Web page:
Suppose I'd like to refer to a car owned by my neighbor. I write this as "That's Mr. Johnson's (my neighbors) car". Should I write the extra "my neighbor" in it's genitive form?

Sorry if the title seems messy, but I couldn't think of a good way to put it. An edit would be appreciated.

  • I don't know the official answer to this. However, don't do what I heard in the park the other day: "That's Mr. Johnson and I's car". – Ryan Reich May 10 '11 at 17:51
  • You write: "That's Mr. Johnson's car" and if someone asks: "Who is Mr.Johnson?", you reply: "Mr.Johnson is my neighbor". – Gigili May 10 '11 at 18:17

I think you can use

That's Mr. Johnson's (my neighbor) car.

What's in the parentheses is for clarification of who Mr.Johnson is, not who the car belongs to.

A better way to do this is

That's my neighbor, Mr. Johnson's car.

  • Good point. But what if I'd write: "Mr. Johnson/my neighbor"? When I think about it, I guess that would be the same thing as possesive with several names? – Shathur May 10 '11 at 17:36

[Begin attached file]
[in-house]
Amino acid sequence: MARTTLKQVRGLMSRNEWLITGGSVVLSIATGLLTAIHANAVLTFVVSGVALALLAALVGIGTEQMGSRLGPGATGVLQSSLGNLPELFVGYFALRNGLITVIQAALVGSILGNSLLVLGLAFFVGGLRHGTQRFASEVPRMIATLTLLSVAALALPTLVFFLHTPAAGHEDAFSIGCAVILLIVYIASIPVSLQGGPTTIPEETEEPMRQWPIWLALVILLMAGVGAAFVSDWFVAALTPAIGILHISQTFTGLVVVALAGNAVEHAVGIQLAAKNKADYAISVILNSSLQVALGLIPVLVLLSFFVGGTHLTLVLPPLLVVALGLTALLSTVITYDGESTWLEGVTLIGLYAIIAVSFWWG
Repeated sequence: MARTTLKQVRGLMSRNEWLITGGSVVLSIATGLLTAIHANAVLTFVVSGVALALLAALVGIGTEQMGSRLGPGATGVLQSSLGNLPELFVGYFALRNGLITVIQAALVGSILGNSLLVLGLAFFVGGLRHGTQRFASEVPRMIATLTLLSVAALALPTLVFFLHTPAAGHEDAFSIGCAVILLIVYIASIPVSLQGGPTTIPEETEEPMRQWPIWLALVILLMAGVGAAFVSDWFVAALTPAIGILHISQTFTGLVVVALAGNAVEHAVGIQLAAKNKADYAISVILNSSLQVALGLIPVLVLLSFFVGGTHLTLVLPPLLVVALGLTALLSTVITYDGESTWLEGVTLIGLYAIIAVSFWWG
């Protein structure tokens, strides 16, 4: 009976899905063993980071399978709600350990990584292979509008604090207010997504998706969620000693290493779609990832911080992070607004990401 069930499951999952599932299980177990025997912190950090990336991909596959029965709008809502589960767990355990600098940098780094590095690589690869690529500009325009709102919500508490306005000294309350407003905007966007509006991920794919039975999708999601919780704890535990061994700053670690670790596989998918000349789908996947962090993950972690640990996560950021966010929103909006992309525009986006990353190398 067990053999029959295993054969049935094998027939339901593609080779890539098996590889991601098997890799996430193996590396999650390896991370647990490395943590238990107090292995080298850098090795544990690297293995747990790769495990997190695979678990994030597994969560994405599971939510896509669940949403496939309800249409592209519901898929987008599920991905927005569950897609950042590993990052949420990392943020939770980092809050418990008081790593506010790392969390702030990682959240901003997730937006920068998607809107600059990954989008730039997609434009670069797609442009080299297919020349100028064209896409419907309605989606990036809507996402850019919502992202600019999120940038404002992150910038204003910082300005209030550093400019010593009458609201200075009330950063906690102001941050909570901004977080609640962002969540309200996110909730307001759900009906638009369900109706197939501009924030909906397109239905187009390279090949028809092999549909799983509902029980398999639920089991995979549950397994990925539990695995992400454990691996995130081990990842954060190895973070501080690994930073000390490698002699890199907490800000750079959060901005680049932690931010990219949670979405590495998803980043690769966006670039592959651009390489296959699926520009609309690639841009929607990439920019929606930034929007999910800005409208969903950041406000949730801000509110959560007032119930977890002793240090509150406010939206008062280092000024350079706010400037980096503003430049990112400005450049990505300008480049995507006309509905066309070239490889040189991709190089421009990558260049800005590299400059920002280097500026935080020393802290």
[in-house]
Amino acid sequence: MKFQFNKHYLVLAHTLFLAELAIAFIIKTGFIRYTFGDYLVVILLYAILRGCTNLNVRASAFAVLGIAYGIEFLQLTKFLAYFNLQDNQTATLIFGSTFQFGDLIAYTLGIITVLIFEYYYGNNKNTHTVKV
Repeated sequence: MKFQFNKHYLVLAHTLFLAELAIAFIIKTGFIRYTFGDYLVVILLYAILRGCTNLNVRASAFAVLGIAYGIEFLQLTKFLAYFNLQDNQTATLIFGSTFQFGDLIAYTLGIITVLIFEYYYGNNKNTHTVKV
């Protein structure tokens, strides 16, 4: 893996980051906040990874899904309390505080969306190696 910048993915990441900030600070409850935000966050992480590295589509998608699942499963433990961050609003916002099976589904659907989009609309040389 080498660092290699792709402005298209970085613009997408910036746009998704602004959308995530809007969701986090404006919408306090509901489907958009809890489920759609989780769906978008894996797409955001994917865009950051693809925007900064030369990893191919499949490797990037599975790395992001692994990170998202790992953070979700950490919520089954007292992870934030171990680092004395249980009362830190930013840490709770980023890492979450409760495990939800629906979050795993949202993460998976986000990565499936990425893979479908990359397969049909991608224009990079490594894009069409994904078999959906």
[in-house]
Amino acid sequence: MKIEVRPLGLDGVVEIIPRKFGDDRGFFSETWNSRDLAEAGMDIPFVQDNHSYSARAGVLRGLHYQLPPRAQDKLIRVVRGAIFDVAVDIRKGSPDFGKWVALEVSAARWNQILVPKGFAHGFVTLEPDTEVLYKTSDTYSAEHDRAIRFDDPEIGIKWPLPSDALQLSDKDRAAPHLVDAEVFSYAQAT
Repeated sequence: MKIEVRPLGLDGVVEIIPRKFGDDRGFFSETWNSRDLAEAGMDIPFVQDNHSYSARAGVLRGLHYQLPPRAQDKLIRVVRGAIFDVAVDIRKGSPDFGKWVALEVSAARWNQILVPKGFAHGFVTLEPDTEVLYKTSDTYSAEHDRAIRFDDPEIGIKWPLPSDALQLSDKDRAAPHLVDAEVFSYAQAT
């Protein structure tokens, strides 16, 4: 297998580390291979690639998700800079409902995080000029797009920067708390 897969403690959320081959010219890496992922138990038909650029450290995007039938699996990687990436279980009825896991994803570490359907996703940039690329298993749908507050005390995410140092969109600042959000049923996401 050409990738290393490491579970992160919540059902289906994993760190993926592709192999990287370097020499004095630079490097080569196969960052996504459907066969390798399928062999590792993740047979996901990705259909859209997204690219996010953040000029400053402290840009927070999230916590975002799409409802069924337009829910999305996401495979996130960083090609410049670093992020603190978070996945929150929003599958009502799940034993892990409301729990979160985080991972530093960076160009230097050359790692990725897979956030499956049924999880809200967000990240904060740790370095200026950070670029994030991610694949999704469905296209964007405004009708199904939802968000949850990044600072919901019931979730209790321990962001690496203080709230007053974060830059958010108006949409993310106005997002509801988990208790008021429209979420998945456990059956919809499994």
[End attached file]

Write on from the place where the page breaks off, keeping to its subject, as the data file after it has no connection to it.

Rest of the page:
• "That's Mr.Johnson's/my neighbor's car." I think. But, I'm really not sure, that's strange. – MikeVaughan May 10 '11 at 17:38
  • Or, what would happen if I wanted to write "That's my neighbor, Mr. Johnson's car." I guess that it would then be correct to just use possessive in the actual name. – Shathur May 10 '11 at 17:43
  • Yes, the example you cited, is correct. Also, I think it's better. – MikeVaughan May 10 '11 at 17:46
  • As always, the best solution to a linguistic problem is to find another way (i.e. rephrase). ^^ But this question is hypothetical. I have no real reason to actually solve the problem (to be able to use it). I want to know the rules (if any!) for this specific situation. – Shathur May 10 '11 at 17:55

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